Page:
Master Classes: The participants will have the opportunity to meet thought-leaders and practitioners from India and across the world, to learn about their work and challenges they face as practitioners in different disciplines and domains of urban practice. The Master Classes will provide a platform to discuss about the ethical, political, and material complexities of practising in Indian cities.

Detail Schedule of Course

Day 1: Monday, 9 October 2017

Time Session Title Faculty Brief Description
09:30 AM – 10:30 AM Registration, Introduction and Workshop Overview Deepak Sanan, Geetika Anand, Swastik Harish Registration formalities and introduction
10:30 AM – 11:30 AM Indian Urban Opportunity I Aromar Revi
  • Overview of global perspective on urbanisation trends and dynamics
  • Discussion on channelling India’s urbanisation to achieve national development goals including economic, social development and environmental protection
11:30 AM – 12:00 Noon Tea Break
12:00 Noon – 1:00 PM Indian Urban Opportunity II Aromar Revi
  • Introduction to various urban governance models
  • Comparison of different governance models and discussion on challenges and opportunities
1:00 PM – 2:00 PM Lunch
2:00 PM – 3:30 PM Urban Policy Making in India S.V. Ranganath (TBC)
  • Critical reflection on government programmes, schemes, missions for the urban areas
  • Discussion on state and national urban programmes: JNNURM, AMRUT, Smart Cities, PMAY, SBM-Urban, HRUDAY
3:30 PM – 4:00 PM Tea Break
4:00 PM – 5:30 PM Urban Reforms and Innovation Manivannan P. IAS
  • Implementing public programmes in urban areas
  • Innovation in urban service delivery and governance

 

Day 2: Tuesday, 10 October 2017

Time Session Title Faculty Brief Description
09:30 AM – 11:00 AM Approaching “Housing for All” Gautam Bhan, Swastik Harish
  • Outlining a “habitation” approach to housing
  • Focus on secure tenure, adequate services, and integration of mobility and employment
  • Discussion on PMAY and convergence with other missions
11:00 AM – 11:30 AM Tea Break
11:30 AM – 1:00 PM Environment and the City Krishnachandran Balakrishnan
  • Looking at cities from an ecological perspective through the lenses of urban metabolism, equity and sufficiency
  • Drawing upon Indian and international examples, and mapping resource stocks, flows, distribution and access across water systems
1:00 PM – 2:00 PM Lunch
2:00 PM – 5:30 PM Site Visit I: STP and Lake IIHS Team
  • Sensitise participants to innovative water and wastewater management options

Day 3: Wednesday, 11 October 2017

Time Session Title Faculty Brief Description
09:30 AM – 1:00 PM Site Visit II: Bangalore Airport IIHS Team
  • Understanding operations of Bangalore Airport
  • Discussion on airport operations and management
1:00 PM – 2:00 PM Lunch
2:00 PM – 5:30 PM Site Visit III: Namma Metro IIHS Team
  • Experiencing Bangalore Metro and its operations
  • Understanding the process of Metro building and operations through discussions with key officials

Day 4: Thursday, 12 October 2017

Time Session Title Faculty Brief Description
09:30 AM – 11:00 AM Providing Basic Services in Urban Areas I: Water Supply and Sanitation Geetika Anand, Kavita Wankhade
  • Issues and concerns around the delivery of basic services in urban India
  • Universal service delivery, especially to the urban poor
  • Urban missions like SBM-U, AMRUT, Smart Cities
11:00 AM – 11:30 AM Tea Break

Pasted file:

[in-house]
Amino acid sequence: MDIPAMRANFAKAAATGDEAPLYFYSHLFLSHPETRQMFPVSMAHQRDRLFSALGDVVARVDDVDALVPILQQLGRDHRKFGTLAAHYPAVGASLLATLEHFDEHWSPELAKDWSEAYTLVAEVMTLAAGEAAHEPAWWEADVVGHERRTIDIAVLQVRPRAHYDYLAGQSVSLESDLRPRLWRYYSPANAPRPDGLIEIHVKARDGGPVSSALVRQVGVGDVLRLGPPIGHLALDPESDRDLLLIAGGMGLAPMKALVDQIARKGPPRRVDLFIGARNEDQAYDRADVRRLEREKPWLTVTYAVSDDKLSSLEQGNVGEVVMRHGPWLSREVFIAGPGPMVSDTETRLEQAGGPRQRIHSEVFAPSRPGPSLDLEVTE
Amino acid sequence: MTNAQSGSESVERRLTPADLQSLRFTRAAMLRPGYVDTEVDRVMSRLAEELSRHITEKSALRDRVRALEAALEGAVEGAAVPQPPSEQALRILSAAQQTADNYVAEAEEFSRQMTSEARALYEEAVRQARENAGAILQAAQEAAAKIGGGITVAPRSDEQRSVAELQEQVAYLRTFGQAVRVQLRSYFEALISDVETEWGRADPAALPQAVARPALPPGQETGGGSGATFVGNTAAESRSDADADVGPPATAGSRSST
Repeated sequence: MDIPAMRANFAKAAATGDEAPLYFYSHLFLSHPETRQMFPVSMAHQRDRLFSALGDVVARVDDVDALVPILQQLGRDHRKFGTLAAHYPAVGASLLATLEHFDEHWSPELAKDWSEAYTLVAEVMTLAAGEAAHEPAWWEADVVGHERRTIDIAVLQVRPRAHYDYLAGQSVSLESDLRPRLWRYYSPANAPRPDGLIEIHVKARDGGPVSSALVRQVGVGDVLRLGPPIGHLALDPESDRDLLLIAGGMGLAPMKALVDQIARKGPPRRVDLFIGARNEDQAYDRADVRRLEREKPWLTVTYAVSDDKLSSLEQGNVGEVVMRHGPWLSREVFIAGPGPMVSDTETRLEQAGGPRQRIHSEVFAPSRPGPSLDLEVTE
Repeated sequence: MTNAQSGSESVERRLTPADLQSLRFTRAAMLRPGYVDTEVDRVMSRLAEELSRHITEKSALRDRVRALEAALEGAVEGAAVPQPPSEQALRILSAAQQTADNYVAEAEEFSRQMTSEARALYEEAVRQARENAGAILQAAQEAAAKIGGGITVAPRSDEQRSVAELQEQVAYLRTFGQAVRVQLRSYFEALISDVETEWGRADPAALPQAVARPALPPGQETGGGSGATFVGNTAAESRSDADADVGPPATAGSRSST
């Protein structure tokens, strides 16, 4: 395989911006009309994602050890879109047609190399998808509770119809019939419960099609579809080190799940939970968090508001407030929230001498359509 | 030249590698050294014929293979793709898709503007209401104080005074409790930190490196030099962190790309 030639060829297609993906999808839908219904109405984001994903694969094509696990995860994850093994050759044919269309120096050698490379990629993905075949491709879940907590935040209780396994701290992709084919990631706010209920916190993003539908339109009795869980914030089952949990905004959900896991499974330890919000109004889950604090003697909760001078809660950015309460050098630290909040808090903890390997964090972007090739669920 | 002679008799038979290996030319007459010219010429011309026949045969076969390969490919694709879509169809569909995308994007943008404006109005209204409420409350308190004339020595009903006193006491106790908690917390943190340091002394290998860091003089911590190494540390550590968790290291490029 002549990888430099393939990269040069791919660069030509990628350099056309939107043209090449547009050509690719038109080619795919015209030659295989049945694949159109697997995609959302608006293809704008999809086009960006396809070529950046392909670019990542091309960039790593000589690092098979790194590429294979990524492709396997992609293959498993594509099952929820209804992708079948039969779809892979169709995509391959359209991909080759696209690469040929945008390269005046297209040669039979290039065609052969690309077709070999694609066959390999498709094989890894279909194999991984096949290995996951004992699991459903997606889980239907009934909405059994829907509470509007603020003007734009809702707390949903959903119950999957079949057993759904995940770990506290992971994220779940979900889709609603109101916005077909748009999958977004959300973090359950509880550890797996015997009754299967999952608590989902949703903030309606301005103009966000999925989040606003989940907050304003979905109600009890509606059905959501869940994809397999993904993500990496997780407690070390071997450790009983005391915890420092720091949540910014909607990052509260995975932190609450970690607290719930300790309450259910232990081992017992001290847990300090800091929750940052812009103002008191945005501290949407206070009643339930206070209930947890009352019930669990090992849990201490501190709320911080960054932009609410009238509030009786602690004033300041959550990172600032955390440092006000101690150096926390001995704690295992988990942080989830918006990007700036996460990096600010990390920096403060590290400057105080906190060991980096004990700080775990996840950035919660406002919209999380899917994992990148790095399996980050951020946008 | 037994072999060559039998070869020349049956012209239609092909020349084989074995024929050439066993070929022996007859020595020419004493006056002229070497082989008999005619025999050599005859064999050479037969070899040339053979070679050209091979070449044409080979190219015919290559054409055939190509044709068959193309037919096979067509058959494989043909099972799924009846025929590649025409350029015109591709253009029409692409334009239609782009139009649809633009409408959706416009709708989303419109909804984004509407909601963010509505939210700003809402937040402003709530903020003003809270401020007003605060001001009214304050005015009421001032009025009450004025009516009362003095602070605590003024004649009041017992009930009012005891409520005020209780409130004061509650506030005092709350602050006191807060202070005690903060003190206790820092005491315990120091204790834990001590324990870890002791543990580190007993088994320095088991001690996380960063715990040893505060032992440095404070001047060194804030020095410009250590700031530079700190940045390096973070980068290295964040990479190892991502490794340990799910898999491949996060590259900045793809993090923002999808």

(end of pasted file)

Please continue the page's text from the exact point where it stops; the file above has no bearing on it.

11:30 AM – 1:00 PM Providing Basic Services in Urban Areas II: Solid Waste Management Deepak Sanan
  • Challenges and opportunities of solid waste management
  •  Alternatives for solid waste management in urban areas
1:00 PM – 2:00 PM Lunch
2:00 PM – 5:30 PM Site Visit IV: Solid Waste Management Sites and BWSSB IIHS Team
  • Sensitise participants on options for solid waste management
  • Discussion with BWSSB officials on water metering and unaccounted for water (UfW) reduction

Day 5: Friday, 13 October 2017

Time Session Title Faculty Brief Description
09:30 AM – 11:00 AM Urban property records Amlanjyoti Goswami, Deepak Sanan,

Deepika Jha

  • Brief overview of land and property records in the context of DI-LRMP and EODB
  • Analysis of case studies on good practices
11:00 AM – 11:30 AM Tea Break
11:30 AM – 1:00 PM e-governance Gautham Ravichander, egovernments Foundation
  • Technology solutions for urban governance and service delivery
  • Discussion on case studies
1:00 PM – 2:00 PM Lunch
2:00 PM – 4:00 PM Revisiting the Urban Aromar Revi, Deepak Sanan, K. Jairaj, Ashwin Mahesh (TBC)
  • Panel discussion on a way forward for urban management and development
  • Reflections on the 5-day training programme
Faculty Profiles

Gautham Ravichander

Krishnachandran Balakrishnan

Ph.D., Environmental Planning, U.C. Berkeley; Master of Landscape Architecture, U.C. Berkeley; Bachelor of Architecture, School of Planning and Architecture, New Delhi.

Krishna practices as an architect and landscape architect and conducts research related to urban and environmental planning. His current research focuses on urban spatial analysis and water resources management. In particular he has been working on methods for high-resolution population density estimation and for analysis of heterogeneity within Indian cities in terms of socio-economic typologies and domestic piped water availability. As an architect and landscape architect, Krishna has been working in India on projects ranging from offices and cultural institutions to universities, with an emphasis on building-landscape integration and energy and resource efficiency. He is an advisor with the Indian Institute for Human Settlements and a director in the consulting firm S.P.A. Design Pvt. Ltd with Stephane Paumier and Anupam Bansal.

Manivannan P. IAS

Secretary to Government, Department of Information and Public Relations